Customer Review: X-Fusion Slide 29" RL2 Fork

With big brands like Fox and Rockshox, some have a harder time venturing off into the world of X-Fusion, Manitou or Marzocchi. For this particular customer, it is their first experience using any X-Fusion product after years of experience on Fox and Rockshox. The X-Fusion Slide fork seems to live up to the task. Let's read more.
X Fusion Slide


It's been just over a month since I installed the X-Fusion Slide fork on my trusty steel single speed. The 29'er hardtail is a pretty stripped-down riding experience, yet my most ridden bike, so at least it's a good rig for me to evaluate something new. I'm a long time Fox and Rockshox suspension products user, with limited experience riding Manitou and Marzocchi for single seasons only. This is the first time I'd spent any length of time on an X-Fusion product. It's the first time I've not had a Reba of one flavor or another on this particular bike and my familiarity with their performance is what I compare the X-Fusion Slide RL2 against.

Fit and finish out of the box is nice, though in a fit of vanity, I did remove most of the decals on the lowers. A tiny bit of aluminum shavings had found its way onto the threads of the thru axle, but I couldn't figure out where those might have come from. Everything else seemed spic-and-span. I gotta say, with the stickers off the thing is actually the spitting image of my old Fox F29 (before they went to Kashima coating the uppers). Being finicky, I chased out the threads on the lower disc brake mount with a tap, but that's not all that uncommon. Got it mounted to the bike with no hassles and found setting sag, etc. very easy with the handy little chart on the lower to get me in the ballpark.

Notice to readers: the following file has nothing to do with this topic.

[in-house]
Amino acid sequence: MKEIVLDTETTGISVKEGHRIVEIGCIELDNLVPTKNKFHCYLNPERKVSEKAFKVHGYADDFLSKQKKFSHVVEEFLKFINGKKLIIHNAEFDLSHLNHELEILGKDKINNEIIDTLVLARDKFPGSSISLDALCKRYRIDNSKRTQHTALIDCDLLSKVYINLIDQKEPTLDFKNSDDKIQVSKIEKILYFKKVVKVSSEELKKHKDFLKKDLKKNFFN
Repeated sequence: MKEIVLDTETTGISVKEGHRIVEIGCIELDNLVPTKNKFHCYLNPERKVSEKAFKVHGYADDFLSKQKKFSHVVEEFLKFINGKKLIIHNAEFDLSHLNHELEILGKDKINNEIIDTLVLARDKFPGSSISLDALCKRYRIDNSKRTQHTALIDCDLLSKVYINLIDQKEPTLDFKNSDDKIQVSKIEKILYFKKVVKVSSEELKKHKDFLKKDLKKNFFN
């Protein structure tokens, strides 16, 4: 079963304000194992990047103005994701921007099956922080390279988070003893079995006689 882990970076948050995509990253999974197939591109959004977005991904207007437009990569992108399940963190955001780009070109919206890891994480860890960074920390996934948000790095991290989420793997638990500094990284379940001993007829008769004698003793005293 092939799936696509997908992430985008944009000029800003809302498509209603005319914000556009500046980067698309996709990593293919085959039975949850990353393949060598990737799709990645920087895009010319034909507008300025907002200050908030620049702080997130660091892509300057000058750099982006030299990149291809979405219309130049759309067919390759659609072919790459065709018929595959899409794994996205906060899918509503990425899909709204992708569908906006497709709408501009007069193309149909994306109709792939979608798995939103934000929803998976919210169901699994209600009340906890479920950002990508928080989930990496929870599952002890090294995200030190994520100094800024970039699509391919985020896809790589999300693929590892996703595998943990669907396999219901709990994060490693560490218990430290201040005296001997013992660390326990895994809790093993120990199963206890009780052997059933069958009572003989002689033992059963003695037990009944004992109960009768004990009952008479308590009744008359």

Initial trail rides found me adding air to keep from bottoming out. There's a surprising amount of small bump sensitivity, which I really appreciate on the local cow trails, especially after this ultra wet winter. However, to keep it from bottoming out on the larger hits, it's more of a job of balancing pressure with sensitivity. I think I'm just about there, but someone with more skill probably would nail the perfect setup faster. Finally, the lockout knob is a VERY light touch compared to the Rebas, which at first had me looking down in concern to see if the screw was tightened. Now I just love it that a mere flailing swipe of my hand can get it locked before I grunt up a punchy climb. I use the lockout more than I did on the Rebas and I think that's actually a good thing when riding the singlespeed. All in all, I'm very happy with the X-Fusion Slide and wonder what took me so long to try out X-Fusion's stuff.

X-Fusion Slide Fork